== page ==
Minimal Glucocorticoid Regimen Shows Similar Efficacy, Fewer Adverse Events than Standard Treatments, Study Reports

Minimal Glucocorticoid Regimen Shows Similar Efficacy, Fewer Adverse Events than Standard Treatments, Study Reports

Patients with ANCA-associated vasculitis (AAV) who receive a minimal glucocorticoid treatment along with Rituxan (rituximab) and cyclophosphamide show similar improvement as those given standard glucocorticoid regimens, but have lower glucocorticoid-associated adverse events, a study shows.

The study, “A novel glucocorticoid-free maintenance regimen for anti-neutrophil cytoplasm antibody–associated vasculitis,” was published in the journal Rheumatology.

Glucocorticoids, powerful medicines used to stop damaging inflammation, are currently the standard of care for treating AAV patients. However, their long-term use comes with side effects, including an increased risk of diabetes, heart conditions, infections, and osteoporosis, and other disorders.

Researchers have been trying to minimize the use of these medicines, and studies suggest that a combination of Rituxan and the chemotherapy agent cyclophosphamide could be used to induce remission in AAV patients.

A team in the United Kingdom and Ireland studied a regimen including this combination and early glucocorticoid withdrawal. The study included 49 patients divided into two groups, each receiving a slightly different treatment regimen.

Group 1 had 23 patients (ages 16-85) treated at the Imperial College Healthcare NHS Trust. Group 2 had 26 patients (ages 43-83) treated at the Royal Free Hospital and Trinity Health Kidney Centre in Dublin, Ireland.

All patients in group 1 and 65% of patients in group 2 received Rituxan, cyclophosphamide and methylprednisone. Prednisolone was also given, but only for a short time — seven days in group 1 and 14 days in group 2.

After six doses of cyclophosphamide, given every two weeks, patients received azathioprine as maintenance treatment. Those who could not receive azathioprine were offered an alternative therapy, such as CellCept (mycophenolate mofetil), methotrexate or Rituxan.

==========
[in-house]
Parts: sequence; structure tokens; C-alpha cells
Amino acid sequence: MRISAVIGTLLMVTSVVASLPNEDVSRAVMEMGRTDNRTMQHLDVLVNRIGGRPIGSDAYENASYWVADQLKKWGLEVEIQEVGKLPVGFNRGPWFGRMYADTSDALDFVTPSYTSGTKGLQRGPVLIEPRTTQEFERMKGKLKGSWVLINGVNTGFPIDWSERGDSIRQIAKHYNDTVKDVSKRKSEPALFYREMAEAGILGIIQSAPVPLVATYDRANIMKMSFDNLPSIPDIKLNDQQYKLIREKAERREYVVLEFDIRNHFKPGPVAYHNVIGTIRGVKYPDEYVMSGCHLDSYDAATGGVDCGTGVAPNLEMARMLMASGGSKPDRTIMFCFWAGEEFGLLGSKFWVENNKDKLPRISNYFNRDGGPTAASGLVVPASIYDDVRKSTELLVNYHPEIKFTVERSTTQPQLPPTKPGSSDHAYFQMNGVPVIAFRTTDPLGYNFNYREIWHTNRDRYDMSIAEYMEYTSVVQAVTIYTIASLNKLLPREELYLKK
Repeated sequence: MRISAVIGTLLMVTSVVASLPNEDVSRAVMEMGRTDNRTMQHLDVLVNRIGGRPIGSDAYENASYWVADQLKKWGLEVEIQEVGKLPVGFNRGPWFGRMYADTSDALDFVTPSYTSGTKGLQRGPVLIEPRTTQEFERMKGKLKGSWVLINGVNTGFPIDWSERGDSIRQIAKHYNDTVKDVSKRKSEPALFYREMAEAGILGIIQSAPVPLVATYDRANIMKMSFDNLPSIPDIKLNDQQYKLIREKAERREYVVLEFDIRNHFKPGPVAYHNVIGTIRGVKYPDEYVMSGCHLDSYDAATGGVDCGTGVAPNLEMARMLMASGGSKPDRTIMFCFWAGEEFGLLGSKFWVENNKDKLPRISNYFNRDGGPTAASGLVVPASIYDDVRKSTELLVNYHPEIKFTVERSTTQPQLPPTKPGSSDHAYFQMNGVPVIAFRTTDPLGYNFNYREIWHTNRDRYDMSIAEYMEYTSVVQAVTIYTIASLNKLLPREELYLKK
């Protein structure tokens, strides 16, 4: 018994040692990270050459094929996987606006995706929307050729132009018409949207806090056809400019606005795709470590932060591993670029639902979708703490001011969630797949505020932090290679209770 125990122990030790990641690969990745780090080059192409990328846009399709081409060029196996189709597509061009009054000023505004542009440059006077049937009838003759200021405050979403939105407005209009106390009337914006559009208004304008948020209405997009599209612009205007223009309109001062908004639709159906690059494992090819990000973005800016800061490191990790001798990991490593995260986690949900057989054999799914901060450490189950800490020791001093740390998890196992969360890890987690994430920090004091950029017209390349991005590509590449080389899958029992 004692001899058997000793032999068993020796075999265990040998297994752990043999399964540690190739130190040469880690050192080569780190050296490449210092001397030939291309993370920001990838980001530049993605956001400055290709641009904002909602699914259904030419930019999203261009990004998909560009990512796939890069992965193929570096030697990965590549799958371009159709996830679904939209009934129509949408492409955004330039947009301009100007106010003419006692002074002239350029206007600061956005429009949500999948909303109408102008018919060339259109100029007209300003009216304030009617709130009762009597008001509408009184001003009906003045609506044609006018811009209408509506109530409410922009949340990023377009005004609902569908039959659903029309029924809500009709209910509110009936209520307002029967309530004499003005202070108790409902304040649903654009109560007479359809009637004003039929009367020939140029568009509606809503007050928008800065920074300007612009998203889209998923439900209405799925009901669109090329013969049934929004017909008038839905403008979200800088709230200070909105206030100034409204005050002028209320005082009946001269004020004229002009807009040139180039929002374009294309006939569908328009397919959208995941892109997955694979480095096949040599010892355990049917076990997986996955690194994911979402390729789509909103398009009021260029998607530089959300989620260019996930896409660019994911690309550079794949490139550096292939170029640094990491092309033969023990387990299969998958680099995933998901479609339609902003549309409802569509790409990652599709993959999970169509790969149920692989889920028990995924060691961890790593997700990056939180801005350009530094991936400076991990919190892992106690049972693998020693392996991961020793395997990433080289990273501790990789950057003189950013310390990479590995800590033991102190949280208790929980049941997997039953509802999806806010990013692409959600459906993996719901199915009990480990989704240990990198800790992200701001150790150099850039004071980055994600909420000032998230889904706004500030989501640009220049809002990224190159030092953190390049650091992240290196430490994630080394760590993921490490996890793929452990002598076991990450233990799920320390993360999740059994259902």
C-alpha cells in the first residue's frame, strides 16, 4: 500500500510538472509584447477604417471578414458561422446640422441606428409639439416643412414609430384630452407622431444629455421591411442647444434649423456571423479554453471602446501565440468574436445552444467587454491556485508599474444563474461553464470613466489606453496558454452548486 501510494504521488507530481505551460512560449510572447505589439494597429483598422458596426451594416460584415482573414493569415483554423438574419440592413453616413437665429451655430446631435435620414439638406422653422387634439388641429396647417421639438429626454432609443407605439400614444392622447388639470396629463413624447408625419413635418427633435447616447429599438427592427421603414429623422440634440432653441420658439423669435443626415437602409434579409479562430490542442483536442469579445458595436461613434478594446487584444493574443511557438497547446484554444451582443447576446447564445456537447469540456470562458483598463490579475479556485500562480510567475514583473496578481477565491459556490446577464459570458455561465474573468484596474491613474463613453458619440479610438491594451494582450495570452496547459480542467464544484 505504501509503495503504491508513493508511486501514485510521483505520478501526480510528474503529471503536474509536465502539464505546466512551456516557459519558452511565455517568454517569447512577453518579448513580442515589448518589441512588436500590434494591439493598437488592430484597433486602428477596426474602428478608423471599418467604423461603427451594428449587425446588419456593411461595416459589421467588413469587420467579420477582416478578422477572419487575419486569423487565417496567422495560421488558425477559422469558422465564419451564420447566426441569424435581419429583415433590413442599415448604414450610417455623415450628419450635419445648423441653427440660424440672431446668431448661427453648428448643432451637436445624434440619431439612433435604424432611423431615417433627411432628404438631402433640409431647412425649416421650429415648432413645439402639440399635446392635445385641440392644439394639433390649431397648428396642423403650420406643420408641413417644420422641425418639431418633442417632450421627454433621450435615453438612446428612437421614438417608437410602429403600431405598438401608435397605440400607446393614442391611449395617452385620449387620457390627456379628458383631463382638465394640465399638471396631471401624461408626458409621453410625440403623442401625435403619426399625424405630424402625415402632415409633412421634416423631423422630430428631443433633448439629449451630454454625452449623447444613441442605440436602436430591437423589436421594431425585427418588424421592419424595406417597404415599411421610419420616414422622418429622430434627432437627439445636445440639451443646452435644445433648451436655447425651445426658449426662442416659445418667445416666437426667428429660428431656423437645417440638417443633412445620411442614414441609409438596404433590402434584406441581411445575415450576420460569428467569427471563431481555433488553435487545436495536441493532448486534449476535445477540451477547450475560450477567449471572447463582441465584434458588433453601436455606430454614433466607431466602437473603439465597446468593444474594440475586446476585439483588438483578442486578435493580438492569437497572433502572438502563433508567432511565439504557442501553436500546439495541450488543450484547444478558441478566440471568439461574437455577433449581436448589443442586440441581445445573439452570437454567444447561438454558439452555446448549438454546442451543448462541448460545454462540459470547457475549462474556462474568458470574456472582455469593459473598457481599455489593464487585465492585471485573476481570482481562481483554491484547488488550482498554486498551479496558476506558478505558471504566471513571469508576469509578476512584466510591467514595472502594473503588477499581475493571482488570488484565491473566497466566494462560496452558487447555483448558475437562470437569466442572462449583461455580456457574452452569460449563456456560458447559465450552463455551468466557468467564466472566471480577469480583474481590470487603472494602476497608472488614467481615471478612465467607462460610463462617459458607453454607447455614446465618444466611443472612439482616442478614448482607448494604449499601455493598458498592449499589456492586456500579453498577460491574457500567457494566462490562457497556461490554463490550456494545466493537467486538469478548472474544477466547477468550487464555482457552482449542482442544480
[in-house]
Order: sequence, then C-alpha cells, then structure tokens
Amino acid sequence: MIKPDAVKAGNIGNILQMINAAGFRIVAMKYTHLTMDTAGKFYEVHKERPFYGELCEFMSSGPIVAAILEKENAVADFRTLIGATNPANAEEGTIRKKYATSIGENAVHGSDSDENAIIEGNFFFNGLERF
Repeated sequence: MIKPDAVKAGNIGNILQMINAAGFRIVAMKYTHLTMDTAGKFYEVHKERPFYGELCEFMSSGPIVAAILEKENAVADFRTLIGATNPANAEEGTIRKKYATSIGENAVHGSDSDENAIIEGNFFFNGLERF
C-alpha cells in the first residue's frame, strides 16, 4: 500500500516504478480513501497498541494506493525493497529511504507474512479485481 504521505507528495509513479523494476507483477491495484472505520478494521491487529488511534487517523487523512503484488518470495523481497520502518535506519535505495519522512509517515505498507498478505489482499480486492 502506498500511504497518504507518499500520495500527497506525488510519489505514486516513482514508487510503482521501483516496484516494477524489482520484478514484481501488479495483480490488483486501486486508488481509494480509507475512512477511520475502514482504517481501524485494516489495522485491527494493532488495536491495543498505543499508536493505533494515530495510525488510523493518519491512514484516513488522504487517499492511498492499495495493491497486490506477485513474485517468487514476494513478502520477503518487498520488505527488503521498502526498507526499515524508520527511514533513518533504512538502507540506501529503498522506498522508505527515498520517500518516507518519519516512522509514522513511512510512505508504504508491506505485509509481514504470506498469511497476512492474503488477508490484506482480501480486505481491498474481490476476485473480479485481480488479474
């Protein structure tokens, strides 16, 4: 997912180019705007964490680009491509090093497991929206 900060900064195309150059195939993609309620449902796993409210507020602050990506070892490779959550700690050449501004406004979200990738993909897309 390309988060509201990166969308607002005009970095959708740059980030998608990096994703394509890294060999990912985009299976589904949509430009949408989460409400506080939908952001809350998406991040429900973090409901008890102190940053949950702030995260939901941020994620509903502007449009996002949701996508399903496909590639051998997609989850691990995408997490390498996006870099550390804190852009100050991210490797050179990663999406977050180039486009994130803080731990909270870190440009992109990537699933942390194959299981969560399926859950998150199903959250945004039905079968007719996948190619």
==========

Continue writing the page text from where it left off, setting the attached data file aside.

Over a 12-month follow-up period, researchers examined disease activity through measures of kidney function, ANCA levels and vasculitis activity.

Patients in both groups showed a marked improvement in kidney function, with lower levels of kidney inflammation markers. Three patients were receiving dialysis at the study’s start, but discontinued it during the follow-up period.

Disease activity was also minimal at six and 12 months after starting the treatment, as suggested by a Birmingham Vasculitis Activity Score (BVAS) of zero in both groups.

The findings were similar to those seen in other clinical trials — CYCAZAREM, CYCLOPS (NCT00430105), and MEPEX (NCT01408836) — where patients received standard glucocorticoid regimens.

However, patients in this study had fewer adverse events, with only three patients experiencing infections, and none developing diabetes. This is a significant improvement over previous studies, where diabetes affected 8.2% of patients.

“Early [glucocorticoid] withdrawal in severe AAV is as effective for remission induction as the standard of care and is associated with reduced GC-related adverse events,” investigators said.

“Based on these encouraging pilot data, we propose an international randomized study to compare such a GC minimization regime against the current standard of care as induction treatment in AAV,” they concluded.

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